Building Strong Departments > Workshops > Strengthening Your Geoscience Program > Participants and their Contributions > UNC-Pembroke

Geology & Geography Department, UNC-Pembroke

by Martin B. Farley

Geology is part of the Geology & Geography Department at the University of North Carolina at Pembroke (UNCP). The geology program has been growing over the last eight years. From less than one FTE geologist in 2001-2002 (the geologist had to teach some geography at that time), geology now has three tenure-eligible faculty and one full-time lecturer (of seven faculty total). UNCP is a minority-serving institution (27% African-American; 18% Native American; 6% others), so we have an opportunity to present geology to a population under-served by college-level geology instruction.

One contributor to our success in building geology is that the administration sees us as helpful in providing general education across the class schedule as enrollment has grown since 2001. General education geology has filled 99% of capacity since 2003 and Fall 2009 sections are currently 63% full before any incoming freshmen have registered.

Although we don't have a geoscience major as yet (see below), we have a geology minor and are an important contributor to science education (bachelor's and master's). This means the program has a dozen courses beyond general education that need to be taught periodically. The number of earth science education majors are far out of proportion to the relative number of faculty among science departments. We also received a NSF grant to improve earth science education in local high schools (these, as with UNCP, are dominated by students from underrepresented groups).

Classes are small (32 or fewer students; beyond general education, much smaller), so that faculty can be flexible in their teaching approach. Until recently, there was no problem with low enrollment courses, but the current fiscal situation has provoked the administration to start worrying about this.

UNCP is a teaching institution with standard 4/4 teaching loads. Labs count as only half a course for load purposes, this is a particular problem if a faculty member has to teach different labs. In addition to the high total loads, the preparation load is high (3-5 preps per geologist). This hinders much activity besides teaching and university service during the academic year.

We face a number of hurdles in research. UNCP's history means that there are essentially no research labs in the sciences. In geology, we have about 140 square feet that must act as storage for teaching collections (rocks/minerals/fossils/maps) and research lab. This is a major handicap in conducting research. It has been difficult to get students involved in research: science education majors point towards student teaching, many students commit to the minor or earth science ed only late in their college career, and many students are non-traditional with jobs or families. As with many institutions, scholarly expectations have increased.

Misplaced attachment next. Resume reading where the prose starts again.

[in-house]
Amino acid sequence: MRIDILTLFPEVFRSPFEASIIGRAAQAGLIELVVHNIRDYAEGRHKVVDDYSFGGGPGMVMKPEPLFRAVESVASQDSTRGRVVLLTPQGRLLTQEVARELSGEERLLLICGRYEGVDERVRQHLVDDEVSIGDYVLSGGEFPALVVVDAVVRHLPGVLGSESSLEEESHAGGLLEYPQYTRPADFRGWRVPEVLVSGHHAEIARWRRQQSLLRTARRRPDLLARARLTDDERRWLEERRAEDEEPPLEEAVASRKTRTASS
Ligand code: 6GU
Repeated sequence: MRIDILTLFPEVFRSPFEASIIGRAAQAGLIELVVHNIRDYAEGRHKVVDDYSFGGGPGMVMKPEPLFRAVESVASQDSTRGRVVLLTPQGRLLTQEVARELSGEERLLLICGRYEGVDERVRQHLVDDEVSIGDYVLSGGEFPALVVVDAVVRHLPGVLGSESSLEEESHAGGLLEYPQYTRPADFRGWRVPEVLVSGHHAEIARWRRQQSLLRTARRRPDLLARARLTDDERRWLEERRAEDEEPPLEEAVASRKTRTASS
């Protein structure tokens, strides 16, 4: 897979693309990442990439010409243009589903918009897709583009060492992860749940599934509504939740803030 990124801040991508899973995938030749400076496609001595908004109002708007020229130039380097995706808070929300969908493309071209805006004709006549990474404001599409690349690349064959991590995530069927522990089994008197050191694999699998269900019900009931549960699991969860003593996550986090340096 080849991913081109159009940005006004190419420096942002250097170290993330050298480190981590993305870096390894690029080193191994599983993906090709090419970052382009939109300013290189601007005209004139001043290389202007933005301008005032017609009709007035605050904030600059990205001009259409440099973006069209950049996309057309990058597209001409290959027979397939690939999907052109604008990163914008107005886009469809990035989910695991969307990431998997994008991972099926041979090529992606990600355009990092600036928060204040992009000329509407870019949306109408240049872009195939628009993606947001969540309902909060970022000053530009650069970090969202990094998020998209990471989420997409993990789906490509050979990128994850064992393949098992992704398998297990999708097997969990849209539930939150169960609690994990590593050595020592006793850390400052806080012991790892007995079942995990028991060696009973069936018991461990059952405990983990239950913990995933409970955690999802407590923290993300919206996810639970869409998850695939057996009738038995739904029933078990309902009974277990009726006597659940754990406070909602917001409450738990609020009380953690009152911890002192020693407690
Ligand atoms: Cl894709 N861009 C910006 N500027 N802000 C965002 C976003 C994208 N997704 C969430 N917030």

Although we have increased the field component of our course work, our location on the Coastal Plain without significant rock exposures has made routine field trips difficult for topics beyond surficial features. We have created a geology field trip in the May summer session, but its viability is tenuous because the maximum practical enrollment is the same as the minimum allowed for summer classes.

We have designed a major flexible enough to allow students to follow either a geology or geography path. This seems more sensible than separate majors, both to recruit reasonable numbers and to avoid increasing the preparation burden on faculty. This major did not require addition of any geology courses beyond what we already teach. This major has been approved at UNCP, but requires approval by the UNC System administration as well. This broader approval has been hung up for more than a year because the System has been revising the approval procedure.

The university expects that departments will create plans on about a five-year interval. At the moment, department planning is in hiatus because of a university-wide strategic planning initiative. Since the department was reinstated four years ago, there has not been a departmental review, although one would be due soon. The most recent review in 1998 stems from the previous incarnation of the department, before the arrival of any of the current geology faculty.